A Futurist Consultant Explains How She Developed Terrifying Tech in 'The Circle'
To build a post-privacy world in "The Circle," Yvette Granata applied her background studying art and artificial intelligence.
Photo by Paul Zimmerman via Getty Images
The trailer for The Circle, which hit theaters Friday, takes Emma Watson's character Mae from a confident job interview to the stage of a packed auditorium, with both hands on her face trying to bottle in her scream at some offscreen horror.
In between, she lands that job at a tech company called the Circle, which is trying to revolutionize how knowledge—including real-time, video streamed knowledge—is shared online. Soon, Mae is asked to be the company's guinea pig for a "transparency" experiment, living her whole life in the public eye, and in the process losing touch with her family and closest friends.
The Circle explores how much privacy we're willing to sacrifice for convenience, career, and conformity. The tech dystopia shown in the movie, adapted from a 2013 novel, may feel eerily familiar if you've ever worried about how much your phone knows about you. And it should: We already have most of the technologies seen in the film—we just haven't invested in or developed them as much.
That's according to Yvette Granata, who studies the intersection of art and technology. During the summer of 2015, she spent two weeks on the set of The Circle as a futurist consultant—a title she admits may sound more glamorous than the job really is. Drawing on her background in film and academic research into artificial intelligence, she offered advice to the art department and other crew members on details like what materials phones were made of and where server farms were located, to bigger things like how to portray tech like drones or video feeds.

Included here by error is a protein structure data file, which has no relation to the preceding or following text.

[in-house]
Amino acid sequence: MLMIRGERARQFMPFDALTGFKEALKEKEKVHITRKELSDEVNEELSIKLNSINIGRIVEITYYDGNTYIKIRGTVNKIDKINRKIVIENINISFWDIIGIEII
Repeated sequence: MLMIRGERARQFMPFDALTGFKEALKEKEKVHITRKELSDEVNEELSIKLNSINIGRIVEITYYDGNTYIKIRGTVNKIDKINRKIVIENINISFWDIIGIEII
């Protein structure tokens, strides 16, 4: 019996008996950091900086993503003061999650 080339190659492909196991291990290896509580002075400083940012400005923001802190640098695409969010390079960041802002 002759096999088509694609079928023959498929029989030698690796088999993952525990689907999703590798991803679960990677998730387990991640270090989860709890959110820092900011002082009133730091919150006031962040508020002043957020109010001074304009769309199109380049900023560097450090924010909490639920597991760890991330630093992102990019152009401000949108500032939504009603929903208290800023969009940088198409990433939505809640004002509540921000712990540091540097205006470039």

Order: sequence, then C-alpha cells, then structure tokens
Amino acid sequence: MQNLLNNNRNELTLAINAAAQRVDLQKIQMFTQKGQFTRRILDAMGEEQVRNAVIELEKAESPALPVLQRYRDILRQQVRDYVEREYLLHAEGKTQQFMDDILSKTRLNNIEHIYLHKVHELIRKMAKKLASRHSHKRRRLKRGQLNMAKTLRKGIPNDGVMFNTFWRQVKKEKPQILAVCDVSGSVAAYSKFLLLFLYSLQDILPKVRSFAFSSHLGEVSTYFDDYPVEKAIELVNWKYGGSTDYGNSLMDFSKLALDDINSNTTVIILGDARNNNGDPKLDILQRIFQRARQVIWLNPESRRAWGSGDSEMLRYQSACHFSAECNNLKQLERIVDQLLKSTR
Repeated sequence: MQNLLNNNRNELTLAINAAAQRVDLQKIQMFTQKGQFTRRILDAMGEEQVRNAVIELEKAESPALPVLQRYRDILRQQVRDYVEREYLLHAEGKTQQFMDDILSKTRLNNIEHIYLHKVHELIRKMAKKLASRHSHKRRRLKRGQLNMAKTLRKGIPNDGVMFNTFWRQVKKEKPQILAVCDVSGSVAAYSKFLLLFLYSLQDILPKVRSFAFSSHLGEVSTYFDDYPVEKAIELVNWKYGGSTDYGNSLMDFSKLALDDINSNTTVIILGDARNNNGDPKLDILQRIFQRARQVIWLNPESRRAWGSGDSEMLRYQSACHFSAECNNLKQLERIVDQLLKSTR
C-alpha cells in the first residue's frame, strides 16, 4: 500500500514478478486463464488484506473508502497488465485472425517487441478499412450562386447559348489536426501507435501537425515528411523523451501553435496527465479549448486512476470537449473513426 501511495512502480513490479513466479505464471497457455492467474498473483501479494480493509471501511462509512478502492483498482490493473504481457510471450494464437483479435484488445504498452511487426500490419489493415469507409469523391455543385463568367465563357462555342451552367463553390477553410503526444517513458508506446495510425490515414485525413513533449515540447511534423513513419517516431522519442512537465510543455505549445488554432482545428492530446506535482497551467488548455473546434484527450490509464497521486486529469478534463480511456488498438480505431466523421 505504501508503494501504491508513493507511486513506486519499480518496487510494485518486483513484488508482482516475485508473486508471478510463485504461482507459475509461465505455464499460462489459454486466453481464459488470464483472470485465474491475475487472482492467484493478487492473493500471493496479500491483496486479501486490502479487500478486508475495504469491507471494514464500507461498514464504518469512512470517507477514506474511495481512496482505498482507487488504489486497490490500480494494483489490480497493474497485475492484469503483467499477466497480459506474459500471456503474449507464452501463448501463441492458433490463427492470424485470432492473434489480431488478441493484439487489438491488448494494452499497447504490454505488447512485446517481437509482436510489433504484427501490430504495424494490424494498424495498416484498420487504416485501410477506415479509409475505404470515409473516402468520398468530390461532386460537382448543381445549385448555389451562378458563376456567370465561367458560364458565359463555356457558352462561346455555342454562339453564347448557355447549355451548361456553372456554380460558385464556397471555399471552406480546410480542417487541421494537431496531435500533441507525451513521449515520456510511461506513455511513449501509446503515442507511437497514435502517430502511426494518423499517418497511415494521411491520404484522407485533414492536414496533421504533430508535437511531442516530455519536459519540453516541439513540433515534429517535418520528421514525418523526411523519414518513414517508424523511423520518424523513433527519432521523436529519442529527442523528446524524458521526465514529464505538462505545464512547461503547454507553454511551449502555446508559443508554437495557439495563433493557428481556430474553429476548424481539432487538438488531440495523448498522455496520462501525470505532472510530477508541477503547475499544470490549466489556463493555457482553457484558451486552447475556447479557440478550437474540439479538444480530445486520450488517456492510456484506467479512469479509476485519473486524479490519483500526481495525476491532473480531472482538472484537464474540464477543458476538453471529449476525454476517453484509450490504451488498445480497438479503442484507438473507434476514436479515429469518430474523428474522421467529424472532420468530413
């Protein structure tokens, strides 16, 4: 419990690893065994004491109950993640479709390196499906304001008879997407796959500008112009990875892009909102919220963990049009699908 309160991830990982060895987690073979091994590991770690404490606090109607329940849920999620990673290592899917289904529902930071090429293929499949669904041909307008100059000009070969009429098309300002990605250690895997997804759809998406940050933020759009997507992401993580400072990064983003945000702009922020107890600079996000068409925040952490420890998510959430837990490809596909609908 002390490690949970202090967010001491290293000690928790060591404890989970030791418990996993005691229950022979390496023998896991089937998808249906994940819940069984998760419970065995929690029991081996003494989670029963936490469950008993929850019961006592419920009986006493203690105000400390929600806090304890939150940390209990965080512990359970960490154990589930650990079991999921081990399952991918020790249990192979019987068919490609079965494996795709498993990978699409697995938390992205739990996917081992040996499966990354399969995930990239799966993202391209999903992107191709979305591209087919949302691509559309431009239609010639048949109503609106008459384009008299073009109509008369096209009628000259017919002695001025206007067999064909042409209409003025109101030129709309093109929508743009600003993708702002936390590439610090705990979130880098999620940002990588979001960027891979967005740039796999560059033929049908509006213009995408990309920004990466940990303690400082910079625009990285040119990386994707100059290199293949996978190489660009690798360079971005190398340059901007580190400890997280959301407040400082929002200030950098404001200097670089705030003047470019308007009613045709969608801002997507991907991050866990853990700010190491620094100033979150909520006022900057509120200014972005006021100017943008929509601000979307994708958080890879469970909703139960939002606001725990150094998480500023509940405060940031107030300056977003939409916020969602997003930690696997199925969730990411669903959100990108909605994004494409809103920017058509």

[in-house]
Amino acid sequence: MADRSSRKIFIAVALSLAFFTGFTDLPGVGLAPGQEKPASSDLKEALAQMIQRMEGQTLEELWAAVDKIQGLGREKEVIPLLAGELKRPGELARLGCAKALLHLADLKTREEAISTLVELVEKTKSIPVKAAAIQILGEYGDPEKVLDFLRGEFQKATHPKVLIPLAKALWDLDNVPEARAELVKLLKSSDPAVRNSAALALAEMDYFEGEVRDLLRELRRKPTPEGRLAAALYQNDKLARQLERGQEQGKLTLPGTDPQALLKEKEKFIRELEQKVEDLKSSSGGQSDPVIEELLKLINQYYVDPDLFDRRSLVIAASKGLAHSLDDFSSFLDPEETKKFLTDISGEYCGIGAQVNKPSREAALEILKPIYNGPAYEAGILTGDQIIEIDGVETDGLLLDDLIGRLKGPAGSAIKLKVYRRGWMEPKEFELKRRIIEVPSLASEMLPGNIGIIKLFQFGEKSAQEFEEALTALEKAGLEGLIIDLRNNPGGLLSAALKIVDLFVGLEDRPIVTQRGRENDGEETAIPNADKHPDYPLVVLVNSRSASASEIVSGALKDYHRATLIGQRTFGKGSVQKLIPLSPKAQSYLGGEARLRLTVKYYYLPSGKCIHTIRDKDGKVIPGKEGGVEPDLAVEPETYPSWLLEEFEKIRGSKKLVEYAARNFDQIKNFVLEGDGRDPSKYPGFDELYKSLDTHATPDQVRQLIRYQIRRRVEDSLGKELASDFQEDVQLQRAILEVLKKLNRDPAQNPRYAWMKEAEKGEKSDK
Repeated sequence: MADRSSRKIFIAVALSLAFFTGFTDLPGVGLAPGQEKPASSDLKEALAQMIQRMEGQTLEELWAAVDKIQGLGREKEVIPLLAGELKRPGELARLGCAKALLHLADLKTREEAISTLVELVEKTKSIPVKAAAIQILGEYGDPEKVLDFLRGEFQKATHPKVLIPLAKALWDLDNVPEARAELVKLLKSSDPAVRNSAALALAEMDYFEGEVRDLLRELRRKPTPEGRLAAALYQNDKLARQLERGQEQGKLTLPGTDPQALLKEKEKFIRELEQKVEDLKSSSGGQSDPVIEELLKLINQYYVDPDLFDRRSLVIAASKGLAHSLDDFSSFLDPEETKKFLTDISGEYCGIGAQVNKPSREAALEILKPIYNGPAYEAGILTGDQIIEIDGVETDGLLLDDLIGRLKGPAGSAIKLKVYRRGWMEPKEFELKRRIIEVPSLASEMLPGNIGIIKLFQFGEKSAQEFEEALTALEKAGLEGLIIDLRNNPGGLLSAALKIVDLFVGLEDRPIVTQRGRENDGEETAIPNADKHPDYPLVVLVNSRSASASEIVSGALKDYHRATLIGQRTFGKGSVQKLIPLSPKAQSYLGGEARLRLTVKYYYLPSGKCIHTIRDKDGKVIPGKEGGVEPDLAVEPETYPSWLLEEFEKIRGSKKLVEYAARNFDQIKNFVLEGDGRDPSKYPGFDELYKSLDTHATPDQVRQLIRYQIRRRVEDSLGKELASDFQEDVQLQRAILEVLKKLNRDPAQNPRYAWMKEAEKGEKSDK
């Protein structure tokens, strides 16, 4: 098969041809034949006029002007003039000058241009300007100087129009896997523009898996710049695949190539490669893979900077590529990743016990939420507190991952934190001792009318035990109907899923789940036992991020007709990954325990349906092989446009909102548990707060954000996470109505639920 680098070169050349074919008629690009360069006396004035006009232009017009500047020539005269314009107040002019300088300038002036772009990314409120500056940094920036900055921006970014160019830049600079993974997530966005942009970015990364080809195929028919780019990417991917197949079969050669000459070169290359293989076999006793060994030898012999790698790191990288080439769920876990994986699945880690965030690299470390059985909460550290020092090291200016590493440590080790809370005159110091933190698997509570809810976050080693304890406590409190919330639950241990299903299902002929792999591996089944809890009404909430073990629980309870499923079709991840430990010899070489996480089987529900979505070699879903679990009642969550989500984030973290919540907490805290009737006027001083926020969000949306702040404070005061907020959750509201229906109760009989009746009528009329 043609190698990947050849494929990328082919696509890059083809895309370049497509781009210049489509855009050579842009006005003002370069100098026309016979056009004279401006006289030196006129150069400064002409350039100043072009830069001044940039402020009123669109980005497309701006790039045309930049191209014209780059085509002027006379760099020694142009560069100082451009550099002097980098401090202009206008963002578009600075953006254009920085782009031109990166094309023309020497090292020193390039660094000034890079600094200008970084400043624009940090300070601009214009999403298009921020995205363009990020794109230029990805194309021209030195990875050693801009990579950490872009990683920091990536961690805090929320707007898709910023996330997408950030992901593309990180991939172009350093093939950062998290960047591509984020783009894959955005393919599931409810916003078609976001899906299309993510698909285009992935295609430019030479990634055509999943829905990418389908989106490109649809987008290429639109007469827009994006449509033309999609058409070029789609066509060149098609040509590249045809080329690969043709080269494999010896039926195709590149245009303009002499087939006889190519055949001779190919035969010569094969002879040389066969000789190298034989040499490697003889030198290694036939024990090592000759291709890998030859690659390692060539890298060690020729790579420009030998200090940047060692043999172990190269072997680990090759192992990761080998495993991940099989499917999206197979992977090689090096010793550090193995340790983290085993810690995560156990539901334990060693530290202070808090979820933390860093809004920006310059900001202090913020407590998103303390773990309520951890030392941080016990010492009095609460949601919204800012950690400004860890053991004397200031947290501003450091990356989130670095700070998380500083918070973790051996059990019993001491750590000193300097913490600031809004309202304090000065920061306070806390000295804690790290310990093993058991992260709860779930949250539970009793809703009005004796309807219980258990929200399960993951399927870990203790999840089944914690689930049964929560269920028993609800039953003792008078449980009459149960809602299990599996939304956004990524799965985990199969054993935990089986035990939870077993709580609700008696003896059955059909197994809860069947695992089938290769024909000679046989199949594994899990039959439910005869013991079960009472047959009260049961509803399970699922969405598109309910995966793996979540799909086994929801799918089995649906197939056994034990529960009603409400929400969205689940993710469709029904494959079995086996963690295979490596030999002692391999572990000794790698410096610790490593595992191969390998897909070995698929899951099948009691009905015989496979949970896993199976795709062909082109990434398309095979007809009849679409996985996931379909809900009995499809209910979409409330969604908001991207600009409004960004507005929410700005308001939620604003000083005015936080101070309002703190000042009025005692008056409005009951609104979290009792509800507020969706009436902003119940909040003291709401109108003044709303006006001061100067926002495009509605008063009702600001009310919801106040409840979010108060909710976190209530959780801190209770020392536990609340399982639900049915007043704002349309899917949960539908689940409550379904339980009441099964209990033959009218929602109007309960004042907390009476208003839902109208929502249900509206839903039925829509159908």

Granata was one of several consultants the movie brought in to help make the film's world of tech dystopia seem real, but she says her art background gave her a different perspective from other futurist consultants, who tend to focus exclusively on Silicon Valley. "The great thing about art is you learn how to always push your creativity and put yourself in different situations and try new things," Granata explains. "It allows us to see things that we wouldn't necessarily see."
Even with her extensive knowledge of the tech world, Granata says she was surprised by how strongly the movie's portrayal of a post-privacy society struck her. "It definitely made me think more about the convergence of social media and surveillance and the Internet of Things," she says. "But how far it goes is really scary, and I think the movie really does push it so it's something else."
Especially fascinating to consider, Granata says, is the social context of a gadget. The devices themselves, she says, are all about technology—but what we do with them is cultural. Right now, she notes, a lot of new tech comes from men, so these innovations tend to address the wants and needs those men see.
That's why Granata particularly likes to explore the ways technology can build a more sustainable, inclusive, and equitable future through things like more creative types of artificial intelligence or social madia-based sharing economies. Whether Granata and people like her succeed in building this future will determine whether or not The Circle becomes reality.